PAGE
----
For decades, impact investing, or the strategy of investing assets in an ethical or socially minded way, sat at the fringe of the financial and philanthropic world.
The practice has been tied to broadly defined environmental, social, and governance (ESG) factors, as some asset managers avoided investing in companies judged to be making a negative impact on the world, or increased investments in companies that were well-rated for ESG.
But in recent years, impact investing has come into the mainstream for both the broader financial industry and Jewish asset management, particularly for donor-advised funds, reports eJewishPhilanthropy.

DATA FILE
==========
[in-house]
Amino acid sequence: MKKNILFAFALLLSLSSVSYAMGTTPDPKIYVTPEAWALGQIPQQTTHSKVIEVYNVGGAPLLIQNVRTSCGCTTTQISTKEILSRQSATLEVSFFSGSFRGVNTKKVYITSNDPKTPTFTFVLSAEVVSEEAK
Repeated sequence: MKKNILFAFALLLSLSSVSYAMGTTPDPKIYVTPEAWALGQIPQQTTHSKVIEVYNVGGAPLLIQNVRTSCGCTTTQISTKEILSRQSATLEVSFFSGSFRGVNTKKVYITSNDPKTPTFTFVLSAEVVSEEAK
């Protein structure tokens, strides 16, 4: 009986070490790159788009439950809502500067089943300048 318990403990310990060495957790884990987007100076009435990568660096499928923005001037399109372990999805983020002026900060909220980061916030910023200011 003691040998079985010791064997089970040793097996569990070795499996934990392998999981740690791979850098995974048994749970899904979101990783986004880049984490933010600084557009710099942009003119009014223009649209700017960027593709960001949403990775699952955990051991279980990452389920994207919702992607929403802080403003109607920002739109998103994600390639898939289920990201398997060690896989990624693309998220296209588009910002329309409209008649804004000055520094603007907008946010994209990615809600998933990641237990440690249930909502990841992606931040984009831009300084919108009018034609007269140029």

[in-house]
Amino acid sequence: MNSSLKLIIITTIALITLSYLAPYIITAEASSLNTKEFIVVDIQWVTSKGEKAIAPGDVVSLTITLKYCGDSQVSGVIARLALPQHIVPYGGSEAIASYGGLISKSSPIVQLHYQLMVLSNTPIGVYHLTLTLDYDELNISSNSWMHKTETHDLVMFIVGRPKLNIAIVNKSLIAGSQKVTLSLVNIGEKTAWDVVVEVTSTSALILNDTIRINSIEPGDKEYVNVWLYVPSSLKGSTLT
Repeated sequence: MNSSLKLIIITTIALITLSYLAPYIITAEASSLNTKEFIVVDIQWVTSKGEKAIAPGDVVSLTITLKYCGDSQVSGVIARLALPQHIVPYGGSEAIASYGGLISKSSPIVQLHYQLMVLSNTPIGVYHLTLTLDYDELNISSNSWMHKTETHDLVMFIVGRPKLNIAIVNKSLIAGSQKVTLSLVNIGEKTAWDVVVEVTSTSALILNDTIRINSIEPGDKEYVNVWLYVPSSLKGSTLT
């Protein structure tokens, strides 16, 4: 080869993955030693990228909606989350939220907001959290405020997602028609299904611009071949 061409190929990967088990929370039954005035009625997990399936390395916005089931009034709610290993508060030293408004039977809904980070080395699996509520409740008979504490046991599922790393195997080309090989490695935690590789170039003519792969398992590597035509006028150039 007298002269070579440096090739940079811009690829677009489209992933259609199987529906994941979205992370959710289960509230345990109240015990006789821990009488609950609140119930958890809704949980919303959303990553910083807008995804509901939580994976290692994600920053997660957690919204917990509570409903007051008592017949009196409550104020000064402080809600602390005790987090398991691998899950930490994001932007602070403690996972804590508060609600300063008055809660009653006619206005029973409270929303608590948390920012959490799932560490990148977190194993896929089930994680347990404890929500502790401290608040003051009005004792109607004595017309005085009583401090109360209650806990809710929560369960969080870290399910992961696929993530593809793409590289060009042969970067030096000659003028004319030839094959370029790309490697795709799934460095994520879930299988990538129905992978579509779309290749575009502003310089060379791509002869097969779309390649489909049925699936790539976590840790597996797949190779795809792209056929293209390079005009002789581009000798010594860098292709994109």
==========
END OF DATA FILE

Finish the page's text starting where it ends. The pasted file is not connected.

The change is driven by donor interest in an evolved form of impact investing, as the focus shifts from ESG screens to local loan programs and shareholder advocacy.
For example, the Jewish Vocational Service in Boston is part of a Massachusetts Pay for Success program, where donors can invest in service providers and have their investment repaid by the government.
Others are going to tell you no, just investing in say, Waze or Mobileye is not really impact there's not any tradeoff between profit and philanthropic impact,' says Andres Spokoiny, CEO of the Jewish Funders Network. Read the Entire Article
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